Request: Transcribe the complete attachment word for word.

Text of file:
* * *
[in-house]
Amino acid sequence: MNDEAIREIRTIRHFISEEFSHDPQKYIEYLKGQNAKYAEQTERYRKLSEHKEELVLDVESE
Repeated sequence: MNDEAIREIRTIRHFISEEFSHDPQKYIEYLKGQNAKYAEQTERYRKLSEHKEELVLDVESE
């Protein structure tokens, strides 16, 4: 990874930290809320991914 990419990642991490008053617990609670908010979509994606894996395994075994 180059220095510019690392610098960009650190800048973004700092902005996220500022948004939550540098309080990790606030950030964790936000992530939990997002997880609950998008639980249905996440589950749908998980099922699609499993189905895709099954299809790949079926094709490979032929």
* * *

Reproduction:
[in-house]
Amino acid sequence: MNDEAIREIRTIRHFISEEFSHDPQKYIEYLKGQNAKYAEQTERYRKLSEHKEELVLDVESE
Repeated sequence: MNDEAIREIRTIRHFISEEFSHDPQKYIEYLKGQNAKYAEQTERYRKLSEHKEELVLDVESE
């Protein structure tokens, strides 16, 4: 990874930290809320991914 990419990642991490008053617990609670908010979509994606894996395994075994 180059220095510019690392610098960009650190800048973004700092902005996220500022948004939550540098309080990790606030950030964790936000992530939990997002997880609950998008639980249905996440589950749908998980099922699609499993189905895709099954299809790949079926094709490979032929």